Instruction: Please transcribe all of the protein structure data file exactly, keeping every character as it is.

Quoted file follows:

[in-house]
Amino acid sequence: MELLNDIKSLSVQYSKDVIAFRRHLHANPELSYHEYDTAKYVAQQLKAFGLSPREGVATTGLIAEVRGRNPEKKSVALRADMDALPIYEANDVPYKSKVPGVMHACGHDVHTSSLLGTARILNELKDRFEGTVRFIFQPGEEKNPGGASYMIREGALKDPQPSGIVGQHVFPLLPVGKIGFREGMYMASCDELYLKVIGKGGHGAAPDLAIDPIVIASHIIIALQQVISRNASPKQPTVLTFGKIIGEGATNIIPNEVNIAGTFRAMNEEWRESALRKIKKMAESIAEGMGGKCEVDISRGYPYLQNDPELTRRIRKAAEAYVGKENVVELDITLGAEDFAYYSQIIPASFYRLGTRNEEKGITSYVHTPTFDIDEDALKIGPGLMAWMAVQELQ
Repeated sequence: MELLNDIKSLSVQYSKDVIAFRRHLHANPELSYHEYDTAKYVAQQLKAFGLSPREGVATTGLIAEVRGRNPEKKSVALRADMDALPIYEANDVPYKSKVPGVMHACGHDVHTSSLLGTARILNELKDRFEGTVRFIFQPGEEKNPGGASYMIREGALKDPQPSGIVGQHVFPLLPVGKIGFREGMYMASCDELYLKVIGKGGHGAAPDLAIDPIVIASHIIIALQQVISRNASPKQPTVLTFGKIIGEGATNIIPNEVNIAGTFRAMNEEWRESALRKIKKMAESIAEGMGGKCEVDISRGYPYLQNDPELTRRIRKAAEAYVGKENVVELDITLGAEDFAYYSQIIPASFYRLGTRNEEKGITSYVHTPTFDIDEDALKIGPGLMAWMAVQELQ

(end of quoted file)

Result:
[in-house]
Amino acid sequence: MELLNDIKSLSVQYSKDVIAFRRHLHANPELSYHEYDTAKYVAQQLKAFGLSPREGVATTGLIAEVRGRNPEKKSVALRADMDALPIYEANDVPYKSKVPGVMHACGHDVHTSSLLGTARILNELKDRFEGTVRFIFQPGEEKNPGGASYMIREGALKDPQPSGIVGQHVFPLLPVGKIGFREGMYMASCDELYLKVIGKGGHGAAPDLAIDPIVIASHIIIALQQVISRNASPKQPTVLTFGKIIGEGATNIIPNEVNIAGTFRAMNEEWRESALRKIKKMAESIAEGMGGKCEVDISRGYPYLQNDPELTRRIRKAAEAYVGKENVVELDITLGAEDFAYYSQIIPASFYRLGTRNEEKGITSYVHTPTFDIDEDALKIGPGLMAWMAVQELQ
Repeated sequence: MELLNDIKSLSVQYSKDVIAFRRHLHANPELSYHEYDTAKYVAQQLKAFGLSPREGVATTGLIAEVRGRNPEKKSVALRADMDALPIYEANDVPYKSKVPGVMHACGHDVHTSSLLGTARILNELKDRFEGTVRFIFQPGEEKNPGGASYMIREGALKDPQPSGIVGQHVFPLLPVGKIGFREGMYMASCDELYLKVIGKGGHGAAPDLAIDPIVIASHIIIALQQVISRNASPKQPTVLTFGKIIGEGATNIIPNEVNIAGTFRAMNEEWRESALRKIKKMAESIAEGMGGKCEVDISRGYPYLQNDPELTRRIRKAAEAYVGKENVVELDITLGAEDFAYYSQIIPASFYRLGTRNEEKGITSYVHTPTFDIDEDALKIGPGLMAWMAVQELQ